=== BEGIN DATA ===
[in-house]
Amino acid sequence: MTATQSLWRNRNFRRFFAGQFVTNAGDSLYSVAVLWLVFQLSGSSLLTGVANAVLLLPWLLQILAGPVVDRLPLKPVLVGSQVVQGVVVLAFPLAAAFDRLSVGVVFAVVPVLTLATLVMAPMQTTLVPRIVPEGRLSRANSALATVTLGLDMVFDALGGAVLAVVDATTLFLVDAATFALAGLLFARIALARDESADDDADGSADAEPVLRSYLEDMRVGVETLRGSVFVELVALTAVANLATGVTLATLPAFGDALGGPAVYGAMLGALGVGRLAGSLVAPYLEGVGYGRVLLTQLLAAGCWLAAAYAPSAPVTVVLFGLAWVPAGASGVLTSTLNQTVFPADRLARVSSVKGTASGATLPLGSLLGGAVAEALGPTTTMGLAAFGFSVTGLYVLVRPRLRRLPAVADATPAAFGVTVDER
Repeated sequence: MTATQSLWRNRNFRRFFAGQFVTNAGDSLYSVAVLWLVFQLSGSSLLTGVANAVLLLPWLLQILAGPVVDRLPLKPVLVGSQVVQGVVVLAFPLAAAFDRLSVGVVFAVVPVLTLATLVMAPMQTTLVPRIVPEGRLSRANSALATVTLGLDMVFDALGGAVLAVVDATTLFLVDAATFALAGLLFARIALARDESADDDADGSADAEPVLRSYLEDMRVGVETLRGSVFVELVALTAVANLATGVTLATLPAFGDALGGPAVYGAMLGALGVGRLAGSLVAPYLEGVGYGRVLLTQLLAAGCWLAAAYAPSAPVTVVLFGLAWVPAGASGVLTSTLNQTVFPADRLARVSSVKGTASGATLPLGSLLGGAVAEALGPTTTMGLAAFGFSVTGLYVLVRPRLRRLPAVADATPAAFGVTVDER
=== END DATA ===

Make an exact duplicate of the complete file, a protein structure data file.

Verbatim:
[in-house]
Amino acid sequence: MTATQSLWRNRNFRRFFAGQFVTNAGDSLYSVAVLWLVFQLSGSSLLTGVANAVLLLPWLLQILAGPVVDRLPLKPVLVGSQVVQGVVVLAFPLAAAFDRLSVGVVFAVVPVLTLATLVMAPMQTTLVPRIVPEGRLSRANSALATVTLGLDMVFDALGGAVLAVVDATTLFLVDAATFALAGLLFARIALARDESADDDADGSADAEPVLRSYLEDMRVGVETLRGSVFVELVALTAVANLATGVTLATLPAFGDALGGPAVYGAMLGALGVGRLAGSLVAPYLEGVGYGRVLLTQLLAAGCWLAAAYAPSAPVTVVLFGLAWVPAGASGVLTSTLNQTVFPADRLARVSSVKGTASGATLPLGSLLGGAVAEALGPTTTMGLAAFGFSVTGLYVLVRPRLRRLPAVADATPAAFGVTVDER
Repeated sequence: MTATQSLWRNRNFRRFFAGQFVTNAGDSLYSVAVLWLVFQLSGSSLLTGVANAVLLLPWLLQILAGPVVDRLPLKPVLVGSQVVQGVVVLAFPLAAAFDRLSVGVVFAVVPVLTLATLVMAPMQTTLVPRIVPEGRLSRANSALATVTLGLDMVFDALGGAVLAVVDATTLFLVDAATFALAGLLFARIALARDESADDDADGSADAEPVLRSYLEDMRVGVETLRGSVFVELVALTAVANLATGVTLATLPAFGDALGGPAVYGAMLGALGVGRLAGSLVAPYLEGVGYGRVLLTQLLAAGCWLAAAYAPSAPVTVVLFGLAWVPAGASGVLTSTLNQTVFPADRLARVSSVKGTASGATLPLGSLLGGAVAEALGPTTTMGLAAFGFSVTGLYVLVRPRLRRLPAVADATPAAFGVTVDER